In the mid-19th century, feudal Japan was swept up in the wave of colonial expansion from the western powers. In response to these changing times, the Meiji Restoration was a period of intense modernization that included the formation of Japan’s first civil parliament. And the new government’s approach to national security saw it engage in two all-out wars with regional neighbors – first with Qing Dynasty China and then with Imperial Russia. From farmers to artisans, thousands of civilians were sent to the front lines, and although Japan would ultimately triumph in both conflicts, many lost their lives on foreign shores amid the unprecedented brutality of modern warfare.
In Golden Kamuy, the 7th Division is led by Tsurumi Tokushirō, a lieutenant confused and disfigured from a battlefield injury. His quest for the gold is driven by a desire to ensure that his comrades’ war deaths were not in vain by using the riches to install a military government in Hokkaidō. Despite his abnormal behavior, Tsurumi possesses a fearsome intellect and an almost mystical level of charm and charisma. And at his command is a first-rate team of fighters fresh from the theater of war.
A second group of misfits are those left behind by history: the escaped convicts, led by the proverbial “last samurai” Hijikata Toshizō, a character loosely based on the historical figure of the same name.
Before the Meiji Restoration and the birth of civil government, feudal Japan was ruled by the samurai class. The real Hijikata fought government forces on the side of the former shogunate before meeting his end in battle trying to establish Hokkaidō as an independent state.
But in Golden Kamuy, Hijikata did not die and was actually imprisoned in Abashiri, where he became one of the 24 inmates who were tattooed with fragments of the treasure map. Even in old age, he has lost none of his fighting spirit, swordsmanship or tactical acumen and is once again striving for Hokkaidō’s independence.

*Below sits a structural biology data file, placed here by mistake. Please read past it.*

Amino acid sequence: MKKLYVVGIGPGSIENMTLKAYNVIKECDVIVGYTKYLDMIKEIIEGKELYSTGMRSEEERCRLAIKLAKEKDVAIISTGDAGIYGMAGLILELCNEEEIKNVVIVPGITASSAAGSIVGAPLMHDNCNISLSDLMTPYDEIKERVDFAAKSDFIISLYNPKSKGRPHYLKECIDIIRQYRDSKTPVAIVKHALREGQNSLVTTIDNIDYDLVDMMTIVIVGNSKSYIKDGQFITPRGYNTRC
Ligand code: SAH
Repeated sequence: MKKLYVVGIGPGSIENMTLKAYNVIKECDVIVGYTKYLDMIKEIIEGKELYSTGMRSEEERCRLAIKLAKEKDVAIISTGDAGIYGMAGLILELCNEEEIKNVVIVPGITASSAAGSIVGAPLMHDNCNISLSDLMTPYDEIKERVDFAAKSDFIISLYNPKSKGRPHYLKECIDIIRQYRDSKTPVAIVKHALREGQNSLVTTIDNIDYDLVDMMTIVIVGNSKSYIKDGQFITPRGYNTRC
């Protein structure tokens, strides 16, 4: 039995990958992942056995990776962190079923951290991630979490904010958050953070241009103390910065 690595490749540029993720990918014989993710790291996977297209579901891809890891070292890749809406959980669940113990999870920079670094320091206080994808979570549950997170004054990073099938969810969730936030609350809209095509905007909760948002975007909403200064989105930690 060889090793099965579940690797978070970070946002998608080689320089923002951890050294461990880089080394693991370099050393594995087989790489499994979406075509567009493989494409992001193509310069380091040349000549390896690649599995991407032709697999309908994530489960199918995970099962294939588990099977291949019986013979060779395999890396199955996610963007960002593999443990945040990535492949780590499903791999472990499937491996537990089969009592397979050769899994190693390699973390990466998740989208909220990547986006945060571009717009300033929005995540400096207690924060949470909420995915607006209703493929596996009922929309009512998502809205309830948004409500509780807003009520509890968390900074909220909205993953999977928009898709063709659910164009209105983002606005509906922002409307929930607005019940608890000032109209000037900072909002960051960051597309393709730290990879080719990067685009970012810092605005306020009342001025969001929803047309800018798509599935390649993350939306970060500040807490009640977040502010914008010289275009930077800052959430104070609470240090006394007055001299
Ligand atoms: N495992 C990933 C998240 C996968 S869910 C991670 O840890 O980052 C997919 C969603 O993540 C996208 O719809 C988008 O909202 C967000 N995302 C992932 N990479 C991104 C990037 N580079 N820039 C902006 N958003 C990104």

In search of the gold, Hijikata’s faction, composed of fellow refugees from Abashiri, includes numerous fearsome fighters, including a judo master and a blind but deadly marksman, as well as several other surviving samurai.
Ainu Worldview at the core of the story
Sugimoto is also an outcast, as his family members were shunned by the residents of their village in Kanagawa Prefecture after contracting a deadly infectious disease.
Sugimoto is the only survivor in his household, and after the contagion claims his last family member, he sets fire to their house and leaves the village, leaving behind his soulmate and former romantic partner, Umeko. When he returns two years later, satisfied that he himself is disease free, he is shocked to find that his true love has married his best friend Kenmochi Toraji in his absence.
But Umeko begins to lose her sight while Kenmochi is sent to war along with Sugimoto, where he dies on the battlefield. When he promises his dying friend that he will take care of his widow and child, it is the realization that he needs money to pay for treatment for Umeko’s eyesight that drives Sugimoto to seek his fortune in Hokkaidō.
After failing to stop the disease that ravaged his family, Sugimoto (aside from his incredible toughness, martial arts, and athleticism) holds a growing belief that he is immortal.